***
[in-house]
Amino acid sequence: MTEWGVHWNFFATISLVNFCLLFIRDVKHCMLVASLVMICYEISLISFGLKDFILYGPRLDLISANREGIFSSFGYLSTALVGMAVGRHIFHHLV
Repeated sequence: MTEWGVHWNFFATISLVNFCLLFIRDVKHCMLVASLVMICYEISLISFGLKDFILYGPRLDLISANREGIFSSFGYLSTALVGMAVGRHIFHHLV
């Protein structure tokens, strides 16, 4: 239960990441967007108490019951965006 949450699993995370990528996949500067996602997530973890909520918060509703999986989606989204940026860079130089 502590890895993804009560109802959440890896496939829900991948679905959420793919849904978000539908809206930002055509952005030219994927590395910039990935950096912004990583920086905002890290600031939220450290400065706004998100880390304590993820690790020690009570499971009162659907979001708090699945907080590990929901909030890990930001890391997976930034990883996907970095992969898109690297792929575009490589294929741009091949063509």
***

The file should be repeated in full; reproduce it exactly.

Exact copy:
[in-house]
Amino acid sequence: MTEWGVHWNFFATISLVNFCLLFIRDVKHCMLVASLVMICYEISLISFGLKDFILYGPRLDLISANREGIFSSFGYLSTALVGMAVGRHIFHHLV
Repeated sequence: MTEWGVHWNFFATISLVNFCLLFIRDVKHCMLVASLVMICYEISLISFGLKDFILYGPRLDLISANREGIFSSFGYLSTALVGMAVGRHIFHHLV
């Protein structure tokens, strides 16, 4: 239960990441967007108490019951965006 949450699993995370990528996949500067996602997530973890909520918060509703999986989606989204940026860079130089 502590890895993804009560109802959440890896496939829900991948679905959420793919849904978000539908809206930002055509952005030219994927590395910039990935950096912004990583920086905002890290600031939220450290400065706004998100880390304590993820690790020690009570499971009162659907979001708090699945907080590990929901909030890990930001890391997976930034990883996907970095992969898109690297792929575009490589294929741009091949063509």